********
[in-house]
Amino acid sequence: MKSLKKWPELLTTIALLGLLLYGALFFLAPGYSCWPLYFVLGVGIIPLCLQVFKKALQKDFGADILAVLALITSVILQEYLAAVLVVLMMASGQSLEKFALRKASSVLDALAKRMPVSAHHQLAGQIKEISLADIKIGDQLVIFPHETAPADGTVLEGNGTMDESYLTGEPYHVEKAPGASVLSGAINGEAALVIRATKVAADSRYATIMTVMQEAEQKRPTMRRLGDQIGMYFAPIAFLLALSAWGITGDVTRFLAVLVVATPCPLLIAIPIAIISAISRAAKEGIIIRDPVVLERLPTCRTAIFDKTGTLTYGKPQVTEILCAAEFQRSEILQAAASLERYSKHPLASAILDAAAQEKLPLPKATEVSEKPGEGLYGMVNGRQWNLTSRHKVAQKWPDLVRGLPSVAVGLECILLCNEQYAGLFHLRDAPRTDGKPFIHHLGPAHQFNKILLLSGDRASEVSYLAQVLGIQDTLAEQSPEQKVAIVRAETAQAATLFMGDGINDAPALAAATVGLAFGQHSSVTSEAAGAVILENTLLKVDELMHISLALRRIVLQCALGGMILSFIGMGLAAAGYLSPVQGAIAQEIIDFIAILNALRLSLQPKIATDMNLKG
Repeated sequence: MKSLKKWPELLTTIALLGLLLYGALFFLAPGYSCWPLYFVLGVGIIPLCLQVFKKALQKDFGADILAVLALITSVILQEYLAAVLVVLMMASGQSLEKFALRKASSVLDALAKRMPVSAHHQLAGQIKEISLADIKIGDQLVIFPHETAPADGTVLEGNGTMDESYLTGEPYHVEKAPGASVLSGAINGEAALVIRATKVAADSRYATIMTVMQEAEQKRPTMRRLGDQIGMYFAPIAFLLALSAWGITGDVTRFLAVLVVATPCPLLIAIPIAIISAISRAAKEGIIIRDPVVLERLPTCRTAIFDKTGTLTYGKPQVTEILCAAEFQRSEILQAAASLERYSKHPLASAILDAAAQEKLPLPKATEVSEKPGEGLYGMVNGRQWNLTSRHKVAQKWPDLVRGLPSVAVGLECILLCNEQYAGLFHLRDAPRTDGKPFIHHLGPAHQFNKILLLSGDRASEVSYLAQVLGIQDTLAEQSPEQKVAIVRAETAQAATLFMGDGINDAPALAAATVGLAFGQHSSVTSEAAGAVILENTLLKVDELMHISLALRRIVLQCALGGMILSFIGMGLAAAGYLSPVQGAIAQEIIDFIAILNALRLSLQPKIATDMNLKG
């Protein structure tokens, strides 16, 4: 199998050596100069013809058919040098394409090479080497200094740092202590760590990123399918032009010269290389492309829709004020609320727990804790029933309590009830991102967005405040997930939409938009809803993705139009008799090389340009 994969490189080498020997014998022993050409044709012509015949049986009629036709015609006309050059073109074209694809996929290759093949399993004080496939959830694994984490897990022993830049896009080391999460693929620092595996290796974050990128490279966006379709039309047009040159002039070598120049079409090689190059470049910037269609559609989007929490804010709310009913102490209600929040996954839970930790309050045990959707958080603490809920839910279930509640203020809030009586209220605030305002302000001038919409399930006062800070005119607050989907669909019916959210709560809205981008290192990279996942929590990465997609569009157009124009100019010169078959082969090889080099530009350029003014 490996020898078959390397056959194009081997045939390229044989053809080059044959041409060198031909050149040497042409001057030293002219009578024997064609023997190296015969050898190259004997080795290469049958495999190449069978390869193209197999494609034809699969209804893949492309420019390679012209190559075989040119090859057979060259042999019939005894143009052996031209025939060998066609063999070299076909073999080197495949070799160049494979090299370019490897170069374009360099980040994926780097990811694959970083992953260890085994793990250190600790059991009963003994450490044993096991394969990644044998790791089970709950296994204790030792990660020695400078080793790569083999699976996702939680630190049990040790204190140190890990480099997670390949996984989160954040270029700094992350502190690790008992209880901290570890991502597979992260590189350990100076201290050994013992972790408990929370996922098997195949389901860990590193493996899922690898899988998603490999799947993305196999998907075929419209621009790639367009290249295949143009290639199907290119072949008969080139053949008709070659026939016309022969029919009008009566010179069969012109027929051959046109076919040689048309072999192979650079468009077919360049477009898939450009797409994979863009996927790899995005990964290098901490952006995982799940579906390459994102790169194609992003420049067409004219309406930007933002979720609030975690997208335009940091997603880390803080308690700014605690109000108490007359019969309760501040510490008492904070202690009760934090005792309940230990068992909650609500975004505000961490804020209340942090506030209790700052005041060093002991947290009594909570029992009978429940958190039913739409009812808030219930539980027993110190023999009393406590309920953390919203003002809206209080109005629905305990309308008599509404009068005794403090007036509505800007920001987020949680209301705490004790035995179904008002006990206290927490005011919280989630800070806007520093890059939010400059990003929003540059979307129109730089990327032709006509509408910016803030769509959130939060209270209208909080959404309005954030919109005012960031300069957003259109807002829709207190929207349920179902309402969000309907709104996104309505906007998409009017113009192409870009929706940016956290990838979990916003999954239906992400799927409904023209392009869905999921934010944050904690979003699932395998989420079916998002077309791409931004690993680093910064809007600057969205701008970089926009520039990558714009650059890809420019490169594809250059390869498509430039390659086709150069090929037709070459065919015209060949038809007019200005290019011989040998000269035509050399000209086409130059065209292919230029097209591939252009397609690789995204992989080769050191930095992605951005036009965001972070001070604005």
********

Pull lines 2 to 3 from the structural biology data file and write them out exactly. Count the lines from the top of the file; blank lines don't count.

Amino acid sequence: MKSLKKWPELLTTIALLGLLLYGALFFLAPGYSCWPLYFVLGVGIIPLCLQVFKKALQKDFGADILAVLALITSVILQEYLAAVLVVLMMASGQSLEKFALRKASSVLDALAKRMPVSAHHQLAGQIKEISLADIKIGDQLVIFPHETAPADGTVLEGNGTMDESYLTGEPYHVEKAPGASVLSGAINGEAALVIRATKVAADSRYATIMTVMQEAEQKRPTMRRLGDQIGMYFAPIAFLLALSAWGITGDVTRFLAVLVVATPCPLLIAIPIAIISAISRAAKEGIIIRDPVVLERLPTCRTAIFDKTGTLTYGKPQVTEILCAAEFQRSEILQAAASLERYSKHPLASAILDAAAQEKLPLPKATEVSEKPGEGLYGMVNGRQWNLTSRHKVAQKWPDLVRGLPSVAVGLECILLCNEQYAGLFHLRDAPRTDGKPFIHHLGPAHQFNKILLLSGDRASEVSYLAQVLGIQDTLAEQSPEQKVAIVRAETAQAATLFMGDGINDAPALAAATVGLAFGQHSSVTSEAAGAVILENTLLKVDELMHISLALRRIVLQCALGGMILSFIGMGLAAAGYLSPVQGAIAQEIIDFIAILNALRLSLQPKIATDMNLKG
Repeated sequence: MKSLKKWPELLTTIALLGLLLYGALFFLAPGYSCWPLYFVLGVGIIPLCLQVFKKALQKDFGADILAVLALITSVILQEYLAAVLVVLMMASGQSLEKFALRKASSVLDALAKRMPVSAHHQLAGQIKEISLADIKIGDQLVIFPHETAPADGTVLEGNGTMDESYLTGEPYHVEKAPGASVLSGAINGEAALVIRATKVAADSRYATIMTVMQEAEQKRPTMRRLGDQIGMYFAPIAFLLALSAWGITGDVTRFLAVLVVATPCPLLIAIPIAIISAISRAAKEGIIIRDPVVLERLPTCRTAIFDKTGTLTYGKPQVTEILCAAEFQRSEILQAAASLERYSKHPLASAILDAAAQEKLPLPKATEVSEKPGEGLYGMVNGRQWNLTSRHKVAQKWPDLVRGLPSVAVGLECILLCNEQYAGLFHLRDAPRTDGKPFIHHLGPAHQFNKILLLSGDRASEVSYLAQVLGIQDTLAEQSPEQKVAIVRAETAQAATLFMGDGINDAPALAAATVGLAFGQHSSVTSEAAGAVILENTLLKVDELMHISLALRRIVLQCALGGMILSFIGMGLAAAGYLSPVQGAIAQEIIDFIAILNALRLSLQPKIATDMNLKG